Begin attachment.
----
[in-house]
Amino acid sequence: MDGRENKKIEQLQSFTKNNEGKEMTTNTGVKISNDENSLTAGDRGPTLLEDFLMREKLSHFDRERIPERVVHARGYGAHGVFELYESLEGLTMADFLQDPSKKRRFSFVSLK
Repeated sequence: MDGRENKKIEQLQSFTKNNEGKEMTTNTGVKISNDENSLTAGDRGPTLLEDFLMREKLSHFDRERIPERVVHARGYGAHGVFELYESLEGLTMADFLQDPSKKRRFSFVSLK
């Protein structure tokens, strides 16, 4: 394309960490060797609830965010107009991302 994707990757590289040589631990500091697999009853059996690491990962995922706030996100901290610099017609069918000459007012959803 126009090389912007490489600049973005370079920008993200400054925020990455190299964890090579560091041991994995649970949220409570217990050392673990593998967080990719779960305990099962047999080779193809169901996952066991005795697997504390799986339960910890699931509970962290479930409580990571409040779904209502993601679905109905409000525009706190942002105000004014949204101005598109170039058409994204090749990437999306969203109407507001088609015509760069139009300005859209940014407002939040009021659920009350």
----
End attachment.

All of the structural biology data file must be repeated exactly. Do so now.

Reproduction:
[in-house]
Amino acid sequence: MDGRENKKIEQLQSFTKNNEGKEMTTNTGVKISNDENSLTAGDRGPTLLEDFLMREKLSHFDRERIPERVVHARGYGAHGVFELYESLEGLTMADFLQDPSKKRRFSFVSLK
Repeated sequence: MDGRENKKIEQLQSFTKNNEGKEMTTNTGVKISNDENSLTAGDRGPTLLEDFLMREKLSHFDRERIPERVVHARGYGAHGVFELYESLEGLTMADFLQDPSKKRRFSFVSLK
């Protein structure tokens, strides 16, 4: 394309960490060797609830965010107009991302 994707990757590289040589631990500091697999009853059996690491990962995922706030996100901290610099017609069918000459007012959803 126009090389912007490489600049973005370079920008993200400054925020990455190299964890090579560091041991994995649970949220409570217990050392673990593998967080990719779960305990099962047999080779193809169901996952066991005795697997504390799986339960910890699931509970962290479930409580990571409040779904209502993601679905109905409000525009706190942002105000004014949204101005598109170039058409994204090749990437999306969203109407507001088609015509760069139009300005859209940014407002939040009021659920009350």